Every week, baking expert Alice Medrich will be going rogue on Food52 -- with shortcuts, hacks, and game-changing recipes.
Today: A fast, foolproof way to soften butter when spontaneous baking calls.
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When you need softened butter for baking, or to make herb or garlic butter, or just for easier spreading, you can leave the stick on the counter and wait forever (it seems) or you can tempt fate in the microwave and end up with melted butter instead.
There is a better, faster way.
If you have a rolling pin and a smooth, cool marble, granite, ceramic tile, or corian counter or slab (wood is okay but will take slightly longer), you can produce marvelously pliable, chilled butter in less than 1 minute or soft butter at room temperature (or anything in between) in less than 15.
1. Set an unwrapped stick of cold butter on a piece of plastic wrap on the counter or slab. Cover the butter with another piece of plastic, and start whacking it with a rolling pin to flatten it somewhat. Flip the butter and plastic wrap over, and whack until the butter is about 1/2 inch thick all over.
If all you need is pliable butter, stop after step 2. For softened butter at room temperature, continue on through to step 3. -- but don't forget to read the fine print below.
2. Continue whacking the butter. Uncover and fold it in halves or thirds, then cover again and either knead it with your fist or continue to whack, repeating until the butter is suitably pliable. It will still be quite cool.
3. Roll the butter -- already whacked to a 1/2-inch thickness -- gently with the rolling pin to make it flat on both sides and slightly thinner, about a generous 1/4 inch. Let it rest for 5 minutes. Flip it over to a new spot on the counter and let it rest another 5 minutes. Put the butter into a mixing bowl now. If it's not quite at room temperature yet, it will be in a matter of minutes; if you were to leave it on the counter, it would get too warm.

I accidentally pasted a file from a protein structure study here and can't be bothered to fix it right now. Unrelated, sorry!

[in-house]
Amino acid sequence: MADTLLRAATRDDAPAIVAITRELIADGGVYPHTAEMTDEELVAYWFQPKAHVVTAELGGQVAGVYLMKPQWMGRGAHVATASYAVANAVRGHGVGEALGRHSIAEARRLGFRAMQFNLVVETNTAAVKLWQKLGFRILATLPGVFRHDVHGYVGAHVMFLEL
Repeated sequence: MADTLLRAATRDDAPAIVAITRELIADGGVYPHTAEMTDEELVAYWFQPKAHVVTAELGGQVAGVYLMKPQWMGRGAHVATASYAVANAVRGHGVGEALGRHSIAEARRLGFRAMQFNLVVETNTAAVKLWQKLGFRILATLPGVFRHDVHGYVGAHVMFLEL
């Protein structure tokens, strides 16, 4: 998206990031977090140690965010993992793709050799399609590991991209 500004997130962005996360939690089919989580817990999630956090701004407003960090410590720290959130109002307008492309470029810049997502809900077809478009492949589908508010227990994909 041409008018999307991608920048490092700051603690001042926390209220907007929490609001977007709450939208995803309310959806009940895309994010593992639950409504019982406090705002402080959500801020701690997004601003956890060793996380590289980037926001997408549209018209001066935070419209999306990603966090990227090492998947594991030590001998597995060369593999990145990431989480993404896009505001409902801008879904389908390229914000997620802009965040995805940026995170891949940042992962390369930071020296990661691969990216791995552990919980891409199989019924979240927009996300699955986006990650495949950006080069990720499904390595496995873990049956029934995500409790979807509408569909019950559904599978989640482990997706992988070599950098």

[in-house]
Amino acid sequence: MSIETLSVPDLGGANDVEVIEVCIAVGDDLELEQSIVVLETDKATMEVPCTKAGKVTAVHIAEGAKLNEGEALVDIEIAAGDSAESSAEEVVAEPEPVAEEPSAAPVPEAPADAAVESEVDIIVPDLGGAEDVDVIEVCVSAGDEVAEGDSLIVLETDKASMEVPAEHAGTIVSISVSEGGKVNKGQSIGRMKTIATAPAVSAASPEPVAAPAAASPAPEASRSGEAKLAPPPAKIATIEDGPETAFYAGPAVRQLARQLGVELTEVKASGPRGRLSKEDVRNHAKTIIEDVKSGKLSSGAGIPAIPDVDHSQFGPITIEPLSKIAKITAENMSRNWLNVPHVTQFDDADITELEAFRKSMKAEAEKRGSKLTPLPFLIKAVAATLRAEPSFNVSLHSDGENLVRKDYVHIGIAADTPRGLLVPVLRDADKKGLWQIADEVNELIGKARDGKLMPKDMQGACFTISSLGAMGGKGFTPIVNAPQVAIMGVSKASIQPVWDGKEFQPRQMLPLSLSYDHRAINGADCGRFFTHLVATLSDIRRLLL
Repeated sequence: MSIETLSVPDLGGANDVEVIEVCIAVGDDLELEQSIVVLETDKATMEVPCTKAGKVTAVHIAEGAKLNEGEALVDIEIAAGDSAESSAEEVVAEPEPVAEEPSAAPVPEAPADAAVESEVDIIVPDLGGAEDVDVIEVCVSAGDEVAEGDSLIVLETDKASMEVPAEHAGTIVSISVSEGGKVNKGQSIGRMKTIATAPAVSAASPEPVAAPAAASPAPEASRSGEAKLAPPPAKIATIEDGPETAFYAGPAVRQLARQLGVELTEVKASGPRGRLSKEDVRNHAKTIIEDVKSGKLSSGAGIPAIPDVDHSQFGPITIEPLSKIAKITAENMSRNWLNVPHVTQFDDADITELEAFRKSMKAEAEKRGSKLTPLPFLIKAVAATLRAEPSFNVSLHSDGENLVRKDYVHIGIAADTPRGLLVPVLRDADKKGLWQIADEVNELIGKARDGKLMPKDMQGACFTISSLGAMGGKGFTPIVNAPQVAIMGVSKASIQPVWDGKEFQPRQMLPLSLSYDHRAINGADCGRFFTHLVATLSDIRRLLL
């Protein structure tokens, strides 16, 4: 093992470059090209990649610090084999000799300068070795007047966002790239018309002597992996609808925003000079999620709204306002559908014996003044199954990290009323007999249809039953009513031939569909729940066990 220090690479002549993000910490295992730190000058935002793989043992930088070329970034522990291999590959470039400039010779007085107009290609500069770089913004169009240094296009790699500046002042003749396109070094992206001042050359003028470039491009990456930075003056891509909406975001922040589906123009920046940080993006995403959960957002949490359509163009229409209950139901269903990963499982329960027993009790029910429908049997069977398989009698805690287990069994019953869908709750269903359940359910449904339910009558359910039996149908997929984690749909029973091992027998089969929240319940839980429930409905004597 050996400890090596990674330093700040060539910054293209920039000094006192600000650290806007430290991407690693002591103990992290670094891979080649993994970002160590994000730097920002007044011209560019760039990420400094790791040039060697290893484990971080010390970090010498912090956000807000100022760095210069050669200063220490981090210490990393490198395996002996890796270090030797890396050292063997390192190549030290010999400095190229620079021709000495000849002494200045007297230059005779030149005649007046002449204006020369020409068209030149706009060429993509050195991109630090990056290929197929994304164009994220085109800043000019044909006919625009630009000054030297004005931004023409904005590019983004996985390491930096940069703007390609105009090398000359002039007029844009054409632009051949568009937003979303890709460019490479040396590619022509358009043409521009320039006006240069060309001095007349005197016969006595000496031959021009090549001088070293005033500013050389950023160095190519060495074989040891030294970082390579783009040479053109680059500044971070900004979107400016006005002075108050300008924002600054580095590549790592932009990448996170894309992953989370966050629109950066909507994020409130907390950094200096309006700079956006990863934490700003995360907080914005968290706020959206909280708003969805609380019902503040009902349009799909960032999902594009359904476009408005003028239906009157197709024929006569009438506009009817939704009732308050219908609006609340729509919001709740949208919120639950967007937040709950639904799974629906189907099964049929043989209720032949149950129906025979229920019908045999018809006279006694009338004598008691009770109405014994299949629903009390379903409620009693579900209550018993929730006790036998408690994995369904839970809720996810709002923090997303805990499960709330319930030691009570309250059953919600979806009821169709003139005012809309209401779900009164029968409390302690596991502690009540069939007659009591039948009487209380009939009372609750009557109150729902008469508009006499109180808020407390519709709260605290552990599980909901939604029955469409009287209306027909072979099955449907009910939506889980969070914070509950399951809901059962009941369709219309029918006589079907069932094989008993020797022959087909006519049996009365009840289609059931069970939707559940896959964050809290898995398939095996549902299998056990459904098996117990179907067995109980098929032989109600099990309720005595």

The Fine Print Old-fashioned pound cakes and butter cakes often call for room temperature butter (68 to 70° F) -- so that it can form a perfect emulsion with other ingredients, also at room temperature. The butter is beaten or “creamed” for several minutes with sugar before the other ingredients are added in two or three parts, alternating with each other. If the butter is too cold, it will not form an emulsion with the other ingredients and the batter will curdle. If the butter is too warm it will not be plastic enough to survive a lengthy beating without breaking down (so to speak!); the batter will not trap air and the cake will not have a beautiful crumb. In these very finicky types of recipes, both the temperature and texture of the butter are very important.
Top photo by Mark Weinberg; bottom by James Ransom
My career was sparked by a single bite of a chocolate truffle, made by my Paris landlady in 1972. I returned home to open this country’s first chocolate bakery and dessert shop, Cocolat, and I am often “blamed” for introducing chocolate truffles to America. Today I am the James Beard Foundation and IACP award-winning author of ten cookbooks, teach a chocolate dessert class on Craftsy.com, and work with some of the world’s best chocolate companies. In 2018, I won the IACP Award for Best Food-Focused Column (this one!).